My Insurance Review (2021) - A Kiasu Approach
A review on my personal insurance coverage in 2021.
I last reviewed my insurance in year 2020 before the CI definition change.
And if you are anything like me, you would have most likely kept your hard copy insurance policies in the bedroom drawer, never for them to see the living daylight ever again. The transition to electronic correspondences and issuance nowadays by most insurance companies does not help either, and it’s now easier than ever to overlook your insurance policies from time to time.
This is why I always make it a point to review my own insurance policies every year to ensure that I am still well covered, and if necessary, make adjustments to my policies to align them accordingly to my current needs and situation. At the same time, I also look at policies to consider in the future when my life stage changes.
More importantly, such a periodic insurance policy review serves to remind me the current state of my coverage, and nudge me to take note of any premium changes. The latter of how much I am paying for my policies is critical #nopunintended to help me better plan for my financial goals.
With the passing of a distant relative last month due to cancer and another close relative with kidney failure and due to undergo a heart bypass surgery soon, I have decided to review my own insurance coverage slightly earlier this year, in particular relooking at my hospitalisation and critical illness coverage. #kiasu
Before I begin, I would like to as usual point out that I am neither an insurance professional nor have I been explicitly trained in insurance. I do not have any of the necessary certifications, have never sold insurance to anyone and have no intention to do so in the near future.
This post is also not sponsored by anyone, and is purely a humble review of my own personal insurance coverage. I only hope that this post might be able to help others make better insurance choices, based on my personal reasoning and experiences.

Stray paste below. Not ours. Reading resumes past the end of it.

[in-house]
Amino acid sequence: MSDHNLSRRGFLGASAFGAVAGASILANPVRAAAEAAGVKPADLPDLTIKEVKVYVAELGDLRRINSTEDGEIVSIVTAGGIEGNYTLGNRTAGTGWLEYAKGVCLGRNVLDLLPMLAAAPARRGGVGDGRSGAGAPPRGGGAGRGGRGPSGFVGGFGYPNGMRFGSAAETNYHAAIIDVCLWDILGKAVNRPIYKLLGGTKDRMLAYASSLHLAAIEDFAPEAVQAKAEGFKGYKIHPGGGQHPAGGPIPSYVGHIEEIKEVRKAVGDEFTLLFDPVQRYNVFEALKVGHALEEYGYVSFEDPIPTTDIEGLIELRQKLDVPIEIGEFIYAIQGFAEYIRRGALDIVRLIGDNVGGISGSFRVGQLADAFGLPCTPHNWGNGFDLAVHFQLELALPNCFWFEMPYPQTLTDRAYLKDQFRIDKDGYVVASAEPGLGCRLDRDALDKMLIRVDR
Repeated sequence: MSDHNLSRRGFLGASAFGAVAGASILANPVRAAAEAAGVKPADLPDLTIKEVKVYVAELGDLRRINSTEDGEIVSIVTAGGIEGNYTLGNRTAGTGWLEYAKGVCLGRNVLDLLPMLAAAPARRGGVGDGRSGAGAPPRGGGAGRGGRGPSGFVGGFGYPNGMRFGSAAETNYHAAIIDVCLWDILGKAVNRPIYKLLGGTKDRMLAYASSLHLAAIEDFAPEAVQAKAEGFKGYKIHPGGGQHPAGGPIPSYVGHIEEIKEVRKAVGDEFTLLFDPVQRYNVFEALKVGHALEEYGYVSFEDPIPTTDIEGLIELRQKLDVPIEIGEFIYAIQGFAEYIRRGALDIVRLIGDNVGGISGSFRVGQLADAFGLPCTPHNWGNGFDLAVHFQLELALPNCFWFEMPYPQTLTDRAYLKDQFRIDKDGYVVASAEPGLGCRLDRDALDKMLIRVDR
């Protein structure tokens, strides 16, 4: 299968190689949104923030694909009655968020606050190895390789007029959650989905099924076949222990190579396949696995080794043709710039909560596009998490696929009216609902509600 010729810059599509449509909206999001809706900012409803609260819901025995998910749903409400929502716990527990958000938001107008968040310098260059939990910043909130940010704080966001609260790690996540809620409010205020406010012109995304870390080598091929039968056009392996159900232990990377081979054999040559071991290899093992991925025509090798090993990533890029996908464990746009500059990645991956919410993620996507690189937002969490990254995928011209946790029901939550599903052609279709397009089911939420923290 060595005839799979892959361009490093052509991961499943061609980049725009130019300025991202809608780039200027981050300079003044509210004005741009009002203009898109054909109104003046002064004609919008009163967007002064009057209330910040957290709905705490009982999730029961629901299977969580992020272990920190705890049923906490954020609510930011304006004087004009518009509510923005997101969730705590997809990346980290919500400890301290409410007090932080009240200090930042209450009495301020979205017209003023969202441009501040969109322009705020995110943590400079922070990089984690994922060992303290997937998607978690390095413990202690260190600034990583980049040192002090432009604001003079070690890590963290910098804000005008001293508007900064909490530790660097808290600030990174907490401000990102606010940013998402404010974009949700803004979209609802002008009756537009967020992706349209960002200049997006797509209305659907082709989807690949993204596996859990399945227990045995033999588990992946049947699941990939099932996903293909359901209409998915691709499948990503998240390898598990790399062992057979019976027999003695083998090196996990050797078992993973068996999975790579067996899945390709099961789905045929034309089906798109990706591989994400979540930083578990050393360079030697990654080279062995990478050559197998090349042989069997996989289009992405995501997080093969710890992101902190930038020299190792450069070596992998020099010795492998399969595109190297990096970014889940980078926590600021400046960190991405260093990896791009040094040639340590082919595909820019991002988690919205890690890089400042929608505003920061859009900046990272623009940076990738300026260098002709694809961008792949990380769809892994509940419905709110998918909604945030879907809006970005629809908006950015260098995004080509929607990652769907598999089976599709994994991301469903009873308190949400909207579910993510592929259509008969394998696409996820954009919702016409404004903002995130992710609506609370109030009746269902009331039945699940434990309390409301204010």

A special shout-out also to Mr Lee Yong Shun from MoneyOwl and Mr Ong Ting Yong from the Advisors Alliance Group for the advices and help rendered to me during my annual insurance review.
My current insurance coverage
In their respective categories, I currently hold:
Hospitalisation Insurance (AIA HealthShield Gold Max Plan B)
Critical Illness Insurance (Aviva Mindef Group Living Care & TM EarlyCover)
Early Critical Illness Insurance (Aviva Mindef Group Living Care Plus & TM EarlyCover)
Death/TPD Insurance (Aviva Mindef Group Term Life & GE Dependents Protection Scheme)
Personal Accident Insurance (Aviva Mindef Group Personal Accident & AIA Solitaire Personal Accident II)
Breakdown of my current insurance coverage
1. Hospitalisation Insurance
Current coverage: Up to Public Hospital (Ward A and below)
Comments: Stayed in both Public Hospital and Private Hospital before, and the Public Hospital experience did meet my expectations.
While I feel that that my current coverage of up to Ward A of a Public Hospital is adequate for me, I have decided to upgrade it further to cover Private Hospitals as well.
Reason being this greatly expands my treatment speed and options, as well as the quality of my hospital surroundings. Not to mention the access to more doctors for any second opinions if required. So it does make a pretty sleek difference to my quality of healthcare, which was the main reason that I was convinced to opt for the upgrade.
For a more comprehensive cover, I would also get the rider which covers a good share of my co-payments portion (i.e. deductible and co-insurance).
Verdict: Upgrade hospitalisation insurance to Private Hospital coverage with rider
2. Critical Illness Insurance
Current Coverage: $550k for 37 critical illnesses defined by the Life Insurance Association (LIA).
Comments: The LIA recommends buying at least 3.9 times your annual income of critical illness coverage, and the 'general advice' I have come across in the market so far is to buy at least 4-10 times your annual income.
Having witnessed the financial impact it can have on an individual should a critical illness come knocking, I have decided to boost my critical illness coverage further.
Critical illness is 'critical' for a reason, and it highly unlikely I would be able to fully get back to my normal life even after recovering.
I also won't know how bad the critical illness will be and when I might be diagnosed with it.
So I have decided to go way further than the recommended coverage, and to buy enough so that I would never need to work again if I get a critical illness.
Note: This is not for everyone. Do speak to a financial advisor to assess the appropriate critical illness insurance coverage that best suits your expectations and means.
Verdict: Get additional critical illness insurance
3. Early Critical Illness Insurance
Current Coverage: $500k for early critical illnesses
Comments: $300k of the $500k coverage only covers 10 early critical illnesses.
The 10 early critical illnesses covered are from the "big three critical illnesses" (i.e. cancer, heart complications and stroke), as well as kidney removal and small intestine or corneal transplant.